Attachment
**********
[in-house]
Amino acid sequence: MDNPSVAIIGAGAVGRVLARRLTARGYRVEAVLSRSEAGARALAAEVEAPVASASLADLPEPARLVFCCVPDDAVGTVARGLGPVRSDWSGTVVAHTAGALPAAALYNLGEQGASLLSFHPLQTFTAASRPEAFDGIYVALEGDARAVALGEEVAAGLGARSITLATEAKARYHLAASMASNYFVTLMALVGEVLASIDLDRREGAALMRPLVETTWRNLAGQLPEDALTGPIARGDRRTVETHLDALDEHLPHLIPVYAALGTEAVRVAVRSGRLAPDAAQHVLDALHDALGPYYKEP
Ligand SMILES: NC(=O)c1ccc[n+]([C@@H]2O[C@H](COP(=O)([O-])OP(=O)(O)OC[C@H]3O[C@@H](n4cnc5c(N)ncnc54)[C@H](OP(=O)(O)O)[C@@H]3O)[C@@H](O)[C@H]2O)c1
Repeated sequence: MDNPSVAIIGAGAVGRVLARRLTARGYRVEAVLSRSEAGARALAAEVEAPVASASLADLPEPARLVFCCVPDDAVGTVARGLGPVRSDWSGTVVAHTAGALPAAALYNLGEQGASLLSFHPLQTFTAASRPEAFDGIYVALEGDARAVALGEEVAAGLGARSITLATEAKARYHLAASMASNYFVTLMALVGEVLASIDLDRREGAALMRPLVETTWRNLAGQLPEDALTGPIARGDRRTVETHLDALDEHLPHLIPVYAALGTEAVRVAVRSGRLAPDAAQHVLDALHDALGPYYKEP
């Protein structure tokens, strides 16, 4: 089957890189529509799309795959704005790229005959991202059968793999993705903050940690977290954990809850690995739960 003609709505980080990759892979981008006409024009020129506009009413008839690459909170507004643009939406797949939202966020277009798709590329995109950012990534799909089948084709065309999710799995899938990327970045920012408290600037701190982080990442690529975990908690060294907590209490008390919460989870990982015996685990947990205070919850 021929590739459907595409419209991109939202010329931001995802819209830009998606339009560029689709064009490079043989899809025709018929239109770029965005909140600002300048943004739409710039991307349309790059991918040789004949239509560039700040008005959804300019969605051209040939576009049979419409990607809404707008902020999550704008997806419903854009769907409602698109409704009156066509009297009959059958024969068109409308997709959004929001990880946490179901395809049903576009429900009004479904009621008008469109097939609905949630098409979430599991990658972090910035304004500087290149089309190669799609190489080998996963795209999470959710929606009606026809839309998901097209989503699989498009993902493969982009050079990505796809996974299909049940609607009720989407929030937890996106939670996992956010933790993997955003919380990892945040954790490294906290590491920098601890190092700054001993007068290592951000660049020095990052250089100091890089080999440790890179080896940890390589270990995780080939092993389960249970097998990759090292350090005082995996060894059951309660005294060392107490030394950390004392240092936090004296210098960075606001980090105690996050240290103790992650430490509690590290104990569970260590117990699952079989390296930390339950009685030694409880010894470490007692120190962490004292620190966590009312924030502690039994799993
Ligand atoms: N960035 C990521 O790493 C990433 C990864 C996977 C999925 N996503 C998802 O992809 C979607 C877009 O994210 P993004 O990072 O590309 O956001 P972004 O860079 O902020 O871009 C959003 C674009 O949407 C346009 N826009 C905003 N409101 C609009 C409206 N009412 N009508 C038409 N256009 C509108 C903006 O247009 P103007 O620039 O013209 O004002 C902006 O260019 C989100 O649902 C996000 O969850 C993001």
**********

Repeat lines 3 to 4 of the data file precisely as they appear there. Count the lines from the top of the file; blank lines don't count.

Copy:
Ligand SMILES: NC(=O)c1ccc[n+]([C@@H]2O[C@H](COP(=O)([O-])OP(=O)(O)OC[C@H]3O[C@@H](n4cnc5c(N)ncnc54)[C@H](OP(=O)(O)O)[C@@H]3O)[C@@H](O)[C@H]2O)c1
Repeated sequence: MDNPSVAIIGAGAVGRVLARRLTARGYRVEAVLSRSEAGARALAAEVEAPVASASLADLPEPARLVFCCVPDDAVGTVARGLGPVRSDWSGTVVAHTAGALPAAALYNLGEQGASLLSFHPLQTFTAASRPEAFDGIYVALEGDARAVALGEEVAAGLGARSITLATEAKARYHLAASMASNYFVTLMALVGEVLASIDLDRREGAALMRPLVETTWRNLAGQLPEDALTGPIARGDRRTVETHLDALDEHLPHLIPVYAALGTEAVRVAVRSGRLAPDAAQHVLDALHDALGPYYKEP